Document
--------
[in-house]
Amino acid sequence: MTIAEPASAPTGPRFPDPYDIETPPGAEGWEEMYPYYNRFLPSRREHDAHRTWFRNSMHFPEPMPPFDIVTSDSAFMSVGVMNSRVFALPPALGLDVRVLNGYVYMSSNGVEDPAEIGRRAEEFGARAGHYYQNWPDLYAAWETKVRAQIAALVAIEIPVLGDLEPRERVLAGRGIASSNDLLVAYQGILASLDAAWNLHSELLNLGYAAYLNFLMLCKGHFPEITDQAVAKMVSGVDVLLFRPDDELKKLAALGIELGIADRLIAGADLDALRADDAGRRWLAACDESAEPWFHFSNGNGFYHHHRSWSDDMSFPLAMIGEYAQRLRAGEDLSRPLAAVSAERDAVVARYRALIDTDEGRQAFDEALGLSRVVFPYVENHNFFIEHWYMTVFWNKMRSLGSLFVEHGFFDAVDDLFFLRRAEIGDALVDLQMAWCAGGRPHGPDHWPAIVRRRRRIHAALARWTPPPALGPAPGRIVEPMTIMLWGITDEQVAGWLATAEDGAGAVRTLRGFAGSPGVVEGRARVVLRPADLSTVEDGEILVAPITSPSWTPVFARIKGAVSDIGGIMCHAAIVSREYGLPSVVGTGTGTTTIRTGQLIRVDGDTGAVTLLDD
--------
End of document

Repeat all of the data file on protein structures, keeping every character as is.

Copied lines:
[in-house]
Amino acid sequence: MTIAEPASAPTGPRFPDPYDIETPPGAEGWEEMYPYYNRFLPSRREHDAHRTWFRNSMHFPEPMPPFDIVTSDSAFMSVGVMNSRVFALPPALGLDVRVLNGYVYMSSNGVEDPAEIGRRAEEFGARAGHYYQNWPDLYAAWETKVRAQIAALVAIEIPVLGDLEPRERVLAGRGIASSNDLLVAYQGILASLDAAWNLHSELLNLGYAAYLNFLMLCKGHFPEITDQAVAKMVSGVDVLLFRPDDELKKLAALGIELGIADRLIAGADLDALRADDAGRRWLAACDESAEPWFHFSNGNGFYHHHRSWSDDMSFPLAMIGEYAQRLRAGEDLSRPLAAVSAERDAVVARYRALIDTDEGRQAFDEALGLSRVVFPYVENHNFFIEHWYMTVFWNKMRSLGSLFVEHGFFDAVDDLFFLRRAEIGDALVDLQMAWCAGGRPHGPDHWPAIVRRRRRIHAALARWTPPPALGPAPGRIVEPMTIMLWGITDEQVAGWLATAEDGAGAVRTLRGFAGSPGVVEGRARVVLRPADLSTVEDGEILVAPITSPSWTPVFARIKGAVSDIGGIMCHAAIVSREYGLPSVVGTGTGTTTIRTGQLIRVDGDTGAVTLLDD